I didn't know the artist at all at the time. I was very honoured to be selected, but you hear about people posing for portraits and you worry about all the time it takes to sit for them. I was very busy and it looked like it was going to be a big headache for me.
Philip and I met on the telephone first, and I asked him about the time needed to complete the portrait, and he said, 'Oh, you don't need to worry, I don't work that way'. He only wanted a couple of hours of my time to photograph me. I didn't even have to go to his studio; he came to my house. He wanted to photograph me in very strong light, so when he came over we went into the garden. I was photographed in blinding sunlight, and I remember thinking that the portrait would be very much warts and all. I would have loved it if the National Portrait Gallery had chosen me as a subject when I was younger - this is a cliche, but when I was more of an oil painting as it were - but this portrait is definitely me now.
He actually came up with the pose. Because I had been a dancer, he wanted the idea of dance to come through. It's not a known position, but it gives the sense of dance, I think. Because I had put myself in the hands of choreographers for years I didn't mind. He also chose my outfit. He wanted me to wear a white shirt - the sense of the painting must have been in his mind from the start; this very stark black-and-white look. The light reflects on me and the shirt and that catches the eye.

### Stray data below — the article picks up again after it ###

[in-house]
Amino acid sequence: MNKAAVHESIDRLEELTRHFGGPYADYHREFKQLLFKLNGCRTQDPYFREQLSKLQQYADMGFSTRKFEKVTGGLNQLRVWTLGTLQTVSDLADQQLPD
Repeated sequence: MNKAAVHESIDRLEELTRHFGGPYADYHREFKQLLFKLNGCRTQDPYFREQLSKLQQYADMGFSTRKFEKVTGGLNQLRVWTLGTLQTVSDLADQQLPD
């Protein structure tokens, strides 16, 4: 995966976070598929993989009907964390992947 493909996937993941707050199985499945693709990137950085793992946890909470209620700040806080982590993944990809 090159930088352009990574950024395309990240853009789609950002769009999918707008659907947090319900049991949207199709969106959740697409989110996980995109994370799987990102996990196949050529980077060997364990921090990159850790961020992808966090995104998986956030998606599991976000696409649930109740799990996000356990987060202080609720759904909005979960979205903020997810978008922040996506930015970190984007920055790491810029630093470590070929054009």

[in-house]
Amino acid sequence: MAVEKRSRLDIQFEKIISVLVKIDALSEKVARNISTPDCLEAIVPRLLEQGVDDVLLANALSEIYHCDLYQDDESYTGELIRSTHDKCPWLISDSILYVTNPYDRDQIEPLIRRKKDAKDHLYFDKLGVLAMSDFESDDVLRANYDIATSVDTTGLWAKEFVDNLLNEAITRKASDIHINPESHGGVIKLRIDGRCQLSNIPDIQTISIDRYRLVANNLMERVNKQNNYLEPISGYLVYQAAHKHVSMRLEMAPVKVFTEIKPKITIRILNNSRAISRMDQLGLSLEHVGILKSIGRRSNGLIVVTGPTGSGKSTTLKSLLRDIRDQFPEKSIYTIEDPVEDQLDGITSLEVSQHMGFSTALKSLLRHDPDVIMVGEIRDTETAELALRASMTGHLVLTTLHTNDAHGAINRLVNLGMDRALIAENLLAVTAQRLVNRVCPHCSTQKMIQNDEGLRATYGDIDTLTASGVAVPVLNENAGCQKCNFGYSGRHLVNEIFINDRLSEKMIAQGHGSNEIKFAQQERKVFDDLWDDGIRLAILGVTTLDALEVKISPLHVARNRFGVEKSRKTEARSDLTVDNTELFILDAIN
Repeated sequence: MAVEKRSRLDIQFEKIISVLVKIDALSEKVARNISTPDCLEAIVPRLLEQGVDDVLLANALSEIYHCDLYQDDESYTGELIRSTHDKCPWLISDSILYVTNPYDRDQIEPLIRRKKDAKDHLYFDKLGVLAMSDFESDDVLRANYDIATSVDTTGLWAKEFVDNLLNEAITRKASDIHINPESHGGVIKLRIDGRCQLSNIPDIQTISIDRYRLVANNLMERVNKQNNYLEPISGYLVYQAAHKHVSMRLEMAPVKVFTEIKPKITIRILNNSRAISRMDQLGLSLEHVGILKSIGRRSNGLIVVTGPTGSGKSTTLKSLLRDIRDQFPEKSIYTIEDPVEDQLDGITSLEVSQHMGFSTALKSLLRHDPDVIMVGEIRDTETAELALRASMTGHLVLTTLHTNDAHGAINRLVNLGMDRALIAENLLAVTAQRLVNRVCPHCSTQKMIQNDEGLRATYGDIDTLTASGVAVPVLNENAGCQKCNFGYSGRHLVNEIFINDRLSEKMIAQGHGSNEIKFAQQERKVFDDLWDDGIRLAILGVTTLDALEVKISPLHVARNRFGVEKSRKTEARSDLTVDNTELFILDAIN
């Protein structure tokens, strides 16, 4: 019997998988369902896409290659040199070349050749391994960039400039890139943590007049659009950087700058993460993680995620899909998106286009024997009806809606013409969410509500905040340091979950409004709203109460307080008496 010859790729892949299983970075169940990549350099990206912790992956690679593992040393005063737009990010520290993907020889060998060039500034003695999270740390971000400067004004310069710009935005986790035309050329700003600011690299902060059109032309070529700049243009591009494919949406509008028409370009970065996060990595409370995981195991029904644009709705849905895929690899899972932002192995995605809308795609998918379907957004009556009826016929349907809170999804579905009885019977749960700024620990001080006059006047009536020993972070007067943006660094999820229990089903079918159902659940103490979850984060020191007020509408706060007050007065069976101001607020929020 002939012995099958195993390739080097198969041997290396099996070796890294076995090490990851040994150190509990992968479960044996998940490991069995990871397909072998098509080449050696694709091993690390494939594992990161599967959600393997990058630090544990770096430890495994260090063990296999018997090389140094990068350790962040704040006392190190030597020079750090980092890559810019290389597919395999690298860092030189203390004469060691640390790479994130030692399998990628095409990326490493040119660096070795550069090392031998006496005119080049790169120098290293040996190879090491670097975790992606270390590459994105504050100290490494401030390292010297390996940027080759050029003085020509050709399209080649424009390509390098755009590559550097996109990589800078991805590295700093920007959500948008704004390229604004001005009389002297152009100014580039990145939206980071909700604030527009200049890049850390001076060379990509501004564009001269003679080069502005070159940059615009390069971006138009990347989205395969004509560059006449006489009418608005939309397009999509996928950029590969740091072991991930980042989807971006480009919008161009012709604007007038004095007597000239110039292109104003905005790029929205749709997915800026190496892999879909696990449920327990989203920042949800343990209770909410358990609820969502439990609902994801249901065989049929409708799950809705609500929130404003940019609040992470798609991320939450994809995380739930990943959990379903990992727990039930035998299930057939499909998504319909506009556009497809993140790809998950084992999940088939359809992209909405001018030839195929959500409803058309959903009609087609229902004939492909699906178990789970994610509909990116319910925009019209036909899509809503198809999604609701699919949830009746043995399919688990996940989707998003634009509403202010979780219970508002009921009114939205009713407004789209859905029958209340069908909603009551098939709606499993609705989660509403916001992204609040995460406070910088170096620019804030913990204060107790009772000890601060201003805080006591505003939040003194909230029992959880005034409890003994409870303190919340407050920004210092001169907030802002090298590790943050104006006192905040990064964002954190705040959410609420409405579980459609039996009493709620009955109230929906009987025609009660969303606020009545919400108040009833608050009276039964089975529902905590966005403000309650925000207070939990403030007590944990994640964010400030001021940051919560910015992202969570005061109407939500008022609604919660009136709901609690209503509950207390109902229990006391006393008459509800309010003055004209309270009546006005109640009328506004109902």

I never saw the photographs he took; he chose which picture to work from. I didn't see anything until the velvet shroud was pulled back from the portrait when it was unveiled at a private dinner with close friends at the gallery. I was asked if I wanted to have a sneak preview just minutes before anyone else saw it.
I think it is stunning. It is almost more photographic than a photograph. Some people would say, why not just have a photo, but when you look closely at the painting there is a lot of freedom in the brushstrokes. It is much more complex than a photograph.
I have had a lot of feedback about the portrait from people who have seen it in the gallery. Everyone really likes it; it's unusual. It is obviously of someone who has been on the stage, a performer.
INTERVIEW BY CHARLOTTE MULLINS
The Royal Ballet's summer season at Sadler's Wells opens on 6 July. Sir Anthony Dowell resigned as director of the Royal Ballet last week and will leave the company in 2001. The 1995 portrait by Philip Harris hangs in the National Portrait Gallery, WC2 (0171 306 0055)Reuse content